If anyone is in doubt as to whether Bernie Ecclestone is firing on all cylinders after spending three months in court then they should think again. Not only is the Formula One boss back at work full-time but he has fired off a warning shot to his critics according to an article in the Independent by Christian Sylt.
Earlier this month Ecclestone paid a staggering £60m to prosecutors in Germany to put the brakes on charges that he paid a bribe to steer the sale of F1 to his preferred buyer, the private equity firm CVC. The trial was being held for two days every week to allow Ecclestone to continue running F1 at the same time and his lawyer Sven Thomas said that it had become "extremely burdensome."
"Now I am in a position where I have got a little bit more time and I shall follow my old idea in life, 'don't get mad, get even'. I haven't got mad but I'm going to get even," says Ecclestone.
He says that high on his (hit) list is Dieter Hahn, a German businessman who is on the board of media rights company Constantin Medien. Last year it sued Ecclestone in London for allegedly undervaluing F1 by engineering the sale to CVC rather than a higher bidder. In February Constantin lost its case but it is appealing the decision.
By settling the trial in Germany Ecclestone preserved his innocence and the judge Peter Noll said that "the charges could not, in important areas, be substantiated." In a statement, the court added that "prosecution of the accused due to bribery is not probable as things stand." It claimed that after hearing the evidence so far, "the court did not consider a conviction overwhelmingly likely from the present point of view."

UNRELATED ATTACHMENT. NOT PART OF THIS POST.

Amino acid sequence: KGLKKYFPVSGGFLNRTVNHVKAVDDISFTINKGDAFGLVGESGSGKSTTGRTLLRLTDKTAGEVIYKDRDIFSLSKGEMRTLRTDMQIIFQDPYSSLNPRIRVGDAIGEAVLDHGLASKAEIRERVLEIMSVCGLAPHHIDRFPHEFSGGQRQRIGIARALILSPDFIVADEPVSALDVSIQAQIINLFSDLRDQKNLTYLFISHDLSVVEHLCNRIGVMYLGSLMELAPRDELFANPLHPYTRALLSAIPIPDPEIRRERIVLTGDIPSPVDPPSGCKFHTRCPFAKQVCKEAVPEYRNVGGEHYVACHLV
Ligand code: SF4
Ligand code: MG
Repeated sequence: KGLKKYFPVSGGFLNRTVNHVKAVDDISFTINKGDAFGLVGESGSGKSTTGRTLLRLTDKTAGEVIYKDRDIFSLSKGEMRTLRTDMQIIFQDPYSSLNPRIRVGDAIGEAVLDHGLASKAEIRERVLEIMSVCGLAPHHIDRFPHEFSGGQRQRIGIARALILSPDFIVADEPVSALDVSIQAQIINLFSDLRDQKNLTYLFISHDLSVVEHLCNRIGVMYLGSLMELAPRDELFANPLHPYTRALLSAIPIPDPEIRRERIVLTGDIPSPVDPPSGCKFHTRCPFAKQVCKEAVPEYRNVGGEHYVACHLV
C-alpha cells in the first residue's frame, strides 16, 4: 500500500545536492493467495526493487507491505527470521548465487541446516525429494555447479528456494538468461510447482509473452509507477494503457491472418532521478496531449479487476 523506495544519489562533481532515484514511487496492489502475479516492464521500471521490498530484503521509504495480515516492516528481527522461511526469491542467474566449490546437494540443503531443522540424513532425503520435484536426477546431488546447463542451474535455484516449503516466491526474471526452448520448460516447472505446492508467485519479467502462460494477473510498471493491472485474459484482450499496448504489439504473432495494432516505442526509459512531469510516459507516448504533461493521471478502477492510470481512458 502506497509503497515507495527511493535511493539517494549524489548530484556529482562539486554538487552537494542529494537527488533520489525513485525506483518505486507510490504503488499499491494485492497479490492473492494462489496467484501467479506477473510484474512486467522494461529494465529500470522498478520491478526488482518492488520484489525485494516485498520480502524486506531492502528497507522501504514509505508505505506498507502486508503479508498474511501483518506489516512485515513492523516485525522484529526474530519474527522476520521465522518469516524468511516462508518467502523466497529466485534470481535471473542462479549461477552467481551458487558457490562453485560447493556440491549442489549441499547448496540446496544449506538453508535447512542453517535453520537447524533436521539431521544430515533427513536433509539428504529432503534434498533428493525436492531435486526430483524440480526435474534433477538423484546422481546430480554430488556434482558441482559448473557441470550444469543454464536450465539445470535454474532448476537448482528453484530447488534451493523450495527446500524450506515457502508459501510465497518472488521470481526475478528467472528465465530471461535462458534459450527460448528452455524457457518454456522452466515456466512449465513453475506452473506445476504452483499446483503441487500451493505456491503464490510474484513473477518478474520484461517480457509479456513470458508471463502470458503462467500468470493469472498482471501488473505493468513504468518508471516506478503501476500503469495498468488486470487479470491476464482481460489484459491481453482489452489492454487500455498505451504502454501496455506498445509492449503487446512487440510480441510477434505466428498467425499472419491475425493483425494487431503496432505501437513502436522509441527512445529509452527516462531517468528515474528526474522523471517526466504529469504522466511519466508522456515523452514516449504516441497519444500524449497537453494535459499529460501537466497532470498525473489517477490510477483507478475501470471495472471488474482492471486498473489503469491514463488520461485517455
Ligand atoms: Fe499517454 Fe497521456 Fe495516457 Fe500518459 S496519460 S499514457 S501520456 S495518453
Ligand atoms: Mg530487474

The comments came after the £60m had been paid to prosecutors and Ecclestone said afterwards that he was "a bit of an idiot" to settle. However, on reflection, he says that "the prosecutors didn't know the judge was going to come up with that. They don't talk to each other at all."
Noll said that the enormous settlement sum had nothing to do with the events in the case but instead stands in relation to the wealth of the accused. "Let me tell you something, the system is quite good as it happens because if somebody is in trouble and is earning $5,000 a year it is a bit different to somebody who is earning more. I think it is a good idea," says Ecclestone.
He adds "they didn't make me pay 100 million. I agreed to pay. I didn't have to pay. I decided to pay it." The prosecutors approached Ecclestone about settling after the trial had been underway for three months and he says it couldn't have taken place sooner.
"It's not quite as easy as people portray. You don't just say 'here's a few quid.' It's a bit of a privilege. They have to realise that perhaps they haven't got a good case and provided that the prosecutors, me and the defence are happy then it's OK but up to then they just keep going."
The settlement stabilises F1's management and paves the way for CVC to sell its 35% stake in the sport. According to recent reports, possible buyers include Virgin Media owner Liberty Global, Disney and even Ecclestone himself. However, he is coy about whether a deal is on the horizon.
"Disney are a nice company. Nice people. Don't know who they all are now," he says. "Lots of people have looked at buying Formula One. Until they start looking at what they have got to pay it is coffee shop talk. I've no idea whether CVC are going to sell this year. I haven't got a clue. Whether I buy back into F1 depends what sort of situation arises but it's not a priority. I'm a bit busy at the moment and have got a lot of catching up to do."